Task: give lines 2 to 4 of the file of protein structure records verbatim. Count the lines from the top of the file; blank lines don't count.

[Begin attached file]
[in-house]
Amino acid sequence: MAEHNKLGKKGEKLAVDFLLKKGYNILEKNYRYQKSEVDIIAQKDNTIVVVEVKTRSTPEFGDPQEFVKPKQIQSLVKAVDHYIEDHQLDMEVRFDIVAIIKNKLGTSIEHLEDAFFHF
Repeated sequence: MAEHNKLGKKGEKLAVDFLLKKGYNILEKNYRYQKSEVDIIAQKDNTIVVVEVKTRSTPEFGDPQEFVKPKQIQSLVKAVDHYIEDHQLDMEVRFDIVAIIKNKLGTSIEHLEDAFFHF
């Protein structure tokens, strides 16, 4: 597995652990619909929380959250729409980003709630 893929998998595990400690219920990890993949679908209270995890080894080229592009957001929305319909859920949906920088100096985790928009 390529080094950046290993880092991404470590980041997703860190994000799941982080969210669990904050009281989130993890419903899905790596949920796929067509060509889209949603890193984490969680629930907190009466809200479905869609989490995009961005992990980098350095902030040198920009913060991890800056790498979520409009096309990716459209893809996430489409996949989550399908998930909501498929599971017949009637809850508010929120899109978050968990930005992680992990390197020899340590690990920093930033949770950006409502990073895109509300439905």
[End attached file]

Amino acid sequence: MAEHNKLGKKGEKLAVDFLLKKGYNILEKNYRYQKSEVDIIAQKDNTIVVVEVKTRSTPEFGDPQEFVKPKQIQSLVKAVDHYIEDHQLDMEVRFDIVAIIKNKLGTSIEHLEDAFFHF
Repeated sequence: MAEHNKLGKKGEKLAVDFLLKKGYNILEKNYRYQKSEVDIIAQKDNTIVVVEVKTRSTPEFGDPQEFVKPKQIQSLVKAVDHYIEDHQLDMEVRFDIVAIIKNKLGTSIEHLEDAFFHF
């Protein structure tokens, strides 16, 4: 597995652990619909929380959250729409980003709630 893929998998595990400690219920990890993949679908209270995890080894080229592009957001929305319909859920949906920088100096985790928009 390529080094950046290993880092991404470590980041997703860190994000799941982080969210669990904050009281989130993890419903899905790596949920796929067509060509889209949603890193984490969680629930907190009466809200479905869609989490995009961005992990980098350095902030040198920009913060991890800056790498979520409009096309990716459209893809996430489409996949989550399908998930909501498929599971017949009637809850508010929120899109978050968990930005992680992990390197020899340590690990920093930033949770950006409502990073895109509300439905």